Can you see the road on the far hill side? 

When I reached the summit of the climb in the previous pictures, I had this view:

It literally took my breath away. I had come up on some other jeep traffic, but all were very courteous and let me by with a friendly waive. I was not going fast, I just did not want to eat their dust and they had to go pretty slow because of some large rocks and some blind corners.

I then road down the beautiful valley until I came to Leadfield. You can zoom in on the picture below to read the sign to get a quick overview of the history.

There is not much left, but you can hike around the ruins and get a feel for what was here.

I was much more interested in the amazing rock formations that surrounded me on all sides.

Look at the shift in that one.
This rock signaled the beginning of Titus Canyon. Very quickly I was surrounded by high rock cliffs on both sides. It was stunning!

As I was riding along, I noticed some movement in the road in front of me. I kept my distance knowing it could be a snake. I stopped to examine this beautiful Sidewinder Rattlesnake.

As I was examining my new friend, a couple of vehicles came by and were also delighted to get a look at this beautiful snake.

I rode on through the remaining part of the canyon. Around every turn was a new angle that was just amazing to see.

Where does the road go?

It was not long before I exited the canyon and rode down to the valley floor. It was starting to get warm. I rode on pavement for about 25 miles back to camp. It was a very fun and interesting ride. Although too much of it was on pavement for my liking, the Titus Canyon section made it all worth while. You can do this drive is a high clearance vehicle, but I am sure it would not be as much fun as I had on my bike.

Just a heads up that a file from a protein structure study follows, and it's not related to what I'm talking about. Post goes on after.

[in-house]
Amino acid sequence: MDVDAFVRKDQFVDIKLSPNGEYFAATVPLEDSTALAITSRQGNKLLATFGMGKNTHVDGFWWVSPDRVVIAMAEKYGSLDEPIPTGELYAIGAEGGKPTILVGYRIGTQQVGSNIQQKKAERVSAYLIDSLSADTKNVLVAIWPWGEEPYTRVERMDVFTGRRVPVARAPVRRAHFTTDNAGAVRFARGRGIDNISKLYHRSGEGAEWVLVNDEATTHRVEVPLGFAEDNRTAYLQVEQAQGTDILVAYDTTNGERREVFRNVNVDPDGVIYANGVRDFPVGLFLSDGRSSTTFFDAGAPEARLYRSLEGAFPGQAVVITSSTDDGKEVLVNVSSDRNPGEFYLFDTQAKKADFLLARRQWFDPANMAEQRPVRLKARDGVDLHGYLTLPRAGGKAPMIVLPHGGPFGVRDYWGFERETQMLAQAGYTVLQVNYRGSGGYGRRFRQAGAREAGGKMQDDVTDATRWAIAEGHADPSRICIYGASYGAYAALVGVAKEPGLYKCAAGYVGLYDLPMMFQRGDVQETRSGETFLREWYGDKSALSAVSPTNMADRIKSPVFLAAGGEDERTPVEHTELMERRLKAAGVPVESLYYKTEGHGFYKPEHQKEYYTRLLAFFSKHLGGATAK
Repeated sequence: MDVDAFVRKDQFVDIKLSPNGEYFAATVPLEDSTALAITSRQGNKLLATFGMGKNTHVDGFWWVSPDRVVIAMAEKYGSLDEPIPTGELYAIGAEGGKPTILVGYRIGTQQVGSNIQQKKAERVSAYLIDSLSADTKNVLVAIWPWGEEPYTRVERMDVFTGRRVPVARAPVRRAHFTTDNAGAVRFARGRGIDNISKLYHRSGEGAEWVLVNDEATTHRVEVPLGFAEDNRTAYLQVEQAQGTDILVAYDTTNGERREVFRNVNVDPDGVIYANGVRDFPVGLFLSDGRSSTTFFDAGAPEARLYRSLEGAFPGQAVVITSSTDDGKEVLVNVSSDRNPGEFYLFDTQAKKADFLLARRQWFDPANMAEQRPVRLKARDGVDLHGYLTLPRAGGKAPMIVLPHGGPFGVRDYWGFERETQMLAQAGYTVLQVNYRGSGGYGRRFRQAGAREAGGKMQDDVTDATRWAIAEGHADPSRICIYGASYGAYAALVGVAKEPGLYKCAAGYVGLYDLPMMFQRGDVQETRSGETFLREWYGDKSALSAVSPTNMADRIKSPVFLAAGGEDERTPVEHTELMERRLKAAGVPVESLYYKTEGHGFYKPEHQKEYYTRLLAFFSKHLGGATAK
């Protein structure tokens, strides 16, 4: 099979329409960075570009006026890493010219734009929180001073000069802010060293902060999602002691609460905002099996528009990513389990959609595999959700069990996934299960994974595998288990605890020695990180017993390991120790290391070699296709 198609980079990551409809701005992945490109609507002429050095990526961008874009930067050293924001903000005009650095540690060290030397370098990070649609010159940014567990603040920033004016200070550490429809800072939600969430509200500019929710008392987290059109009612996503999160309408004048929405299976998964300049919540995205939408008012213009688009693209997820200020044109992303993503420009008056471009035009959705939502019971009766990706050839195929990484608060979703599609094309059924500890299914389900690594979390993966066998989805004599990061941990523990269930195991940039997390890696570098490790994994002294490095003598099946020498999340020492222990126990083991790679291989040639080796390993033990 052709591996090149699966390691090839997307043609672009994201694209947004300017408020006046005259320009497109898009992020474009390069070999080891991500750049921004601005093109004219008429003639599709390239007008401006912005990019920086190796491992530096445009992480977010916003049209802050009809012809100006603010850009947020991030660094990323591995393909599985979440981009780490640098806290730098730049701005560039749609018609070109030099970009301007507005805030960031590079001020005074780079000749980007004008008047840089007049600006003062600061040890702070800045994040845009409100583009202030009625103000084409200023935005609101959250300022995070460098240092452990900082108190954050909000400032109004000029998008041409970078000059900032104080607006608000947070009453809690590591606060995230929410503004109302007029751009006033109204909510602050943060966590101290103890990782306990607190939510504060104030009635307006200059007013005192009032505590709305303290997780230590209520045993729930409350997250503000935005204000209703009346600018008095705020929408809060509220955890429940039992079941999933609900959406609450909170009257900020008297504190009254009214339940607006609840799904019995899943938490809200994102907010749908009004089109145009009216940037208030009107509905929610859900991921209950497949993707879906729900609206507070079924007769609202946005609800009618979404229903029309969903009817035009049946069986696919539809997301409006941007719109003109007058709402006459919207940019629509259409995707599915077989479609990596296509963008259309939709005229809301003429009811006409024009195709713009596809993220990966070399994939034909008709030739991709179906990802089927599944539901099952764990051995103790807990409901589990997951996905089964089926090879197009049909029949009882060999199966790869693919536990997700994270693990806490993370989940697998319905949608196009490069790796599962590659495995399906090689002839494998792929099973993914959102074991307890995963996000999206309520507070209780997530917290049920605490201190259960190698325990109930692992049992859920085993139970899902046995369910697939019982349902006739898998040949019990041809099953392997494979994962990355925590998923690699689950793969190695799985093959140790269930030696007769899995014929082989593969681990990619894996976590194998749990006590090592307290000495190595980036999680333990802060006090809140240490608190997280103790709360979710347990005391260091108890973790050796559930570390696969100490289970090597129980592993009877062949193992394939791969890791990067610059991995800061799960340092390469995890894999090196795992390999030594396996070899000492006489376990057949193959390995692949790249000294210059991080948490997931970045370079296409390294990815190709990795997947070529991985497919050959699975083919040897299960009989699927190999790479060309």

When I got back, I took off my riding gear and relaxed in the shade of the trailer. While I was sitting there I had a perfect angle to look down the frame of the trailer. Something looked strange. I then got under the trailer and saw the crack that would begin the odyssey that has been our life for the past two weeks. I decided then, I should not put the bike on the rail on the back of the trailer. My solution was to put it in the bed of the truck sideways in front of the hitch. To do that I had to take off the front wheel and front forks. It was quite an ordeal, but Kim helped and we got it done. It actually fits pretty well.

I will let it ride like that back to Missouri. In my next entry, I will give a little bit more detail on how we made decisions on how to get back on the road. I said then, that this was happening for a reason. I now know what that reason was. I will share that in my coming entries.


  1. REally enjoying your exploration of Death Valley! We loved it there, as well, but only went for a day. Now that we have a Jeep, it's another place on my list of places to go back to!

    1. There is so much to see there. Make it a winter stop and you will love it.